0% intro APR balance transfer offers typically last a year or more, going up to 21 months
The aforementioned American Express offers are in line with typical 0% intro APR balance transfer offers seen today.
Our December 2022 review of 119 zero-interest balance transfer card offers shows:
- Most common duration of 0% intro APR balance transfer offers: 12 months
- Percentage of 0% intro APR balance transfer offers lasting either 12 or 15 months: 80%
- Longest zero-interest offer: 21 months
Those numbers are largely unchanged from the start of 2022, though we have seen the number of cards offering 21 months interest-free jump from three in January 2022 to six today.
However, it’s unclear how long these long-lasting offers will stick around. As the Federal Reserve raises rates, borrowing doesn’t just become more expensive for consumers. It becomes more expensive for banks, too. As that happens, it becomes more challenging financially for banks to offer zero-interest deals. As a result, banks may shorten the length of the typical 0% intro APR offer, or provide fewer deals altogether.
We’re certainly not seeing either of those things today. (If anything, our December review of offers reveals a slight improvement in offers, with four cards lengthening their 0% offer duration since September and just one shortening it.) However, there are other ways issuers can tinker with balance transfer credit card offers to make them a little more profitable, including increasing the fees associated with them. That’s already starting to happen, though not in a widespread manner.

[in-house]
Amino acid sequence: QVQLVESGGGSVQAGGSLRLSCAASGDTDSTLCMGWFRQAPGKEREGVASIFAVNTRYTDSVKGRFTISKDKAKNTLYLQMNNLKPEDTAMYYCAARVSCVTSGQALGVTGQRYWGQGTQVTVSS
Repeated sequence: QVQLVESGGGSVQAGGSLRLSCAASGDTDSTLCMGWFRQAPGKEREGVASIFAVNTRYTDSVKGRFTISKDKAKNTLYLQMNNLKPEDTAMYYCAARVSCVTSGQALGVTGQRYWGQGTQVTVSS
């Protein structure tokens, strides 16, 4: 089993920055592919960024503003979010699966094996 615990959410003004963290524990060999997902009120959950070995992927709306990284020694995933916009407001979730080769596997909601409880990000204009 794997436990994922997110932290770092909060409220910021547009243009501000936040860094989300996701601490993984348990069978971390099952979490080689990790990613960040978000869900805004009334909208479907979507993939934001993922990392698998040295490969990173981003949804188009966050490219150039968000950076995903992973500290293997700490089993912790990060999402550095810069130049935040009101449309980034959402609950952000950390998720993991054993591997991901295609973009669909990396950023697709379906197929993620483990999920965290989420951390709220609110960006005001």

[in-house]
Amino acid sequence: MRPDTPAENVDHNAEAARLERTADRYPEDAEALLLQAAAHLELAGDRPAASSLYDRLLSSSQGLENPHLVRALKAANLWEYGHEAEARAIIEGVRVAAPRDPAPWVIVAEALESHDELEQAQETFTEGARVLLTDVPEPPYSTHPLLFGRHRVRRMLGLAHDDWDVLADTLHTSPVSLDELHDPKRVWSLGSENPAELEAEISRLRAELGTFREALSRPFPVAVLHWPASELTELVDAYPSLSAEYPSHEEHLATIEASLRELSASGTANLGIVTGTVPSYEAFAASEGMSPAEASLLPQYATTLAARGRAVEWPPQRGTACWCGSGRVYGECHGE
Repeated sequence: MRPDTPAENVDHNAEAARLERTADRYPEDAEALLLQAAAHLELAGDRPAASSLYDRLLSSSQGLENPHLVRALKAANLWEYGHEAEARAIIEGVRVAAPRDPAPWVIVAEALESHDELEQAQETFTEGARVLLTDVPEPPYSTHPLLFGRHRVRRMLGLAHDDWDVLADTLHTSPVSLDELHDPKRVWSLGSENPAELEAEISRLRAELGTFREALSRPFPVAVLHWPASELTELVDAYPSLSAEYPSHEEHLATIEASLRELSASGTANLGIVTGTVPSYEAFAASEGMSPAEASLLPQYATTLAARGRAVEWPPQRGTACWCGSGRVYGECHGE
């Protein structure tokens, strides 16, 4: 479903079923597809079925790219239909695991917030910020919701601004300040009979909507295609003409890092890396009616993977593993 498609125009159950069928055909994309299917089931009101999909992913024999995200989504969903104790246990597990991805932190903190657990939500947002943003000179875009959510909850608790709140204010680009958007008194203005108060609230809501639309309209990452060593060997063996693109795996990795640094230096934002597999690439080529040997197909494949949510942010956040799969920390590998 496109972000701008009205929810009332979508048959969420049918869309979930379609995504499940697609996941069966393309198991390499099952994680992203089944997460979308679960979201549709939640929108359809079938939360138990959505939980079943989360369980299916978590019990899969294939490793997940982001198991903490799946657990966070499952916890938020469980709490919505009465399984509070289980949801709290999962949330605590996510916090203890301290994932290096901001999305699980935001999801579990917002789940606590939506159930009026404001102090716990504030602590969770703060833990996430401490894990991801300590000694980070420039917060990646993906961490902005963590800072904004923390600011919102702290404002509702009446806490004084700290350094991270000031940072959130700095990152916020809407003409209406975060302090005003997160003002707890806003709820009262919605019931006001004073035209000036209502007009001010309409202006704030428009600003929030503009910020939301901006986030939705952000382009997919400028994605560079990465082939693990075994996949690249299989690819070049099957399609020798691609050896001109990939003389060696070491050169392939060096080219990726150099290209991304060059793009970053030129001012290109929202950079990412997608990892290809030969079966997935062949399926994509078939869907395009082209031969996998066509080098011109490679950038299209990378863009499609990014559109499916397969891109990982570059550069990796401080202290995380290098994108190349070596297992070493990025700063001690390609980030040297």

Higher balance transfer fees slightly more common
Most 0% intro APR balance transfer credit cards charge a one-time fee each time you transfer a balance. The most common fee is 3% of the transferred balance. Most issuers also set a minimum fee of $5, $10 or $15, meaning that if 3% of your transferred balance is less than the minimum, you’ll instead pay the minimum.
For years, 3% has been the industry standard for balance transfer fees. That certainly remains the case today, with 58% of zero-interest balance transfer cards charging that amount, down slightly from 59% in September 2022 and 60% in January 2022.
Our review of 119 zero-interest balance transfer card offers shows:
- Percentage with balance transfer fees of 4% or 5%: 47%, up from 46% in September and 43% in January 2022
- Percentage with balance transfer fees of 5%: 27%, up from 26% in September and 23% in January 2022
- Percentage with no balance transfer fees ever: 5%, down from 6% in September and 8% in January 2022. All these cards come from credit unions.